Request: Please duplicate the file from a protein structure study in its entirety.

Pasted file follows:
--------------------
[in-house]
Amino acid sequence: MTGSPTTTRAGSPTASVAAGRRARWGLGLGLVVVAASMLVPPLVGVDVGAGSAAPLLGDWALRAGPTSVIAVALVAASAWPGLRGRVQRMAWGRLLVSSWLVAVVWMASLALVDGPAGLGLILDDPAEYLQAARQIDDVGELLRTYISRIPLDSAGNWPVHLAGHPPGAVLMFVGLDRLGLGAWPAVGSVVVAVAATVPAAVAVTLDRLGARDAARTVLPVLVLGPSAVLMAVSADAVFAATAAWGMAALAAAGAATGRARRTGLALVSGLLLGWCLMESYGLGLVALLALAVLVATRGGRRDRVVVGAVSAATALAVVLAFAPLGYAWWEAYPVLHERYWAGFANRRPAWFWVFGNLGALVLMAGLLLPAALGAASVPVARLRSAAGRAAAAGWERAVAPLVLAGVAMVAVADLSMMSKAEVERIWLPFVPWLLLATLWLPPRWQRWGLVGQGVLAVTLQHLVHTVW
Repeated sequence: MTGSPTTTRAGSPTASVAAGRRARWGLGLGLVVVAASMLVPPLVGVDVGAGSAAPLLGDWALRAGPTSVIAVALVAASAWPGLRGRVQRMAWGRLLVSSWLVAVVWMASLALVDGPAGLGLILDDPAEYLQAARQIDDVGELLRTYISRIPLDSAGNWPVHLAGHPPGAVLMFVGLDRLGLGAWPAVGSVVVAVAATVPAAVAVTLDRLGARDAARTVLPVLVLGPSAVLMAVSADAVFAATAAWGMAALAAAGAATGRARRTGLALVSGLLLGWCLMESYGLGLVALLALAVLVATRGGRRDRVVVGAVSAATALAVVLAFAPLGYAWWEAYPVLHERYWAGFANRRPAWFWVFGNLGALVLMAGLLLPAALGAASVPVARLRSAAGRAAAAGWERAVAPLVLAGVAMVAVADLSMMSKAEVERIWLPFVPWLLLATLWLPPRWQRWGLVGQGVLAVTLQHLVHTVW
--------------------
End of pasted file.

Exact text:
[in-house]
Amino acid sequence: MTGSPTTTRAGSPTASVAAGRRARWGLGLGLVVVAASMLVPPLVGVDVGAGSAAPLLGDWALRAGPTSVIAVALVAASAWPGLRGRVQRMAWGRLLVSSWLVAVVWMASLALVDGPAGLGLILDDPAEYLQAARQIDDVGELLRTYISRIPLDSAGNWPVHLAGHPPGAVLMFVGLDRLGLGAWPAVGSVVVAVAATVPAAVAVTLDRLGARDAARTVLPVLVLGPSAVLMAVSADAVFAATAAWGMAALAAAGAATGRARRTGLALVSGLLLGWCLMESYGLGLVALLALAVLVATRGGRRDRVVVGAVSAATALAVVLAFAPLGYAWWEAYPVLHERYWAGFANRRPAWFWVFGNLGALVLMAGLLLPAALGAASVPVARLRSAAGRAAAAGWERAVAPLVLAGVAMVAVADLSMMSKAEVERIWLPFVPWLLLATLWLPPRWQRWGLVGQGVLAVTLQHLVHTVW
Repeated sequence: MTGSPTTTRAGSPTASVAAGRRARWGLGLGLVVVAASMLVPPLVGVDVGAGSAAPLLGDWALRAGPTSVIAVALVAASAWPGLRGRVQRMAWGRLLVSSWLVAVVWMASLALVDGPAGLGLILDDPAEYLQAARQIDDVGELLRTYISRIPLDSAGNWPVHLAGHPPGAVLMFVGLDRLGLGAWPAVGSVVVAVAATVPAAVAVTLDRLGARDAARTVLPVLVLGPSAVLMAVSADAVFAATAAWGMAALAAAGAATGRARRTGLALVSGLLLGWCLMESYGLGLVALLALAVLVATRGGRRDRVVVGAVSAATALAVVLAFAPLGYAWWEAYPVLHERYWAGFANRRPAWFWVFGNLGALVLMAGLLLPAALGAASVPVARLRSAAGRAAAAGWERAVAPLVLAGVAMVAVADLSMMSKAEVERIWLPFVPWLLLATLWLPPRWQRWGLVGQGVLAVTLQHLVHTVW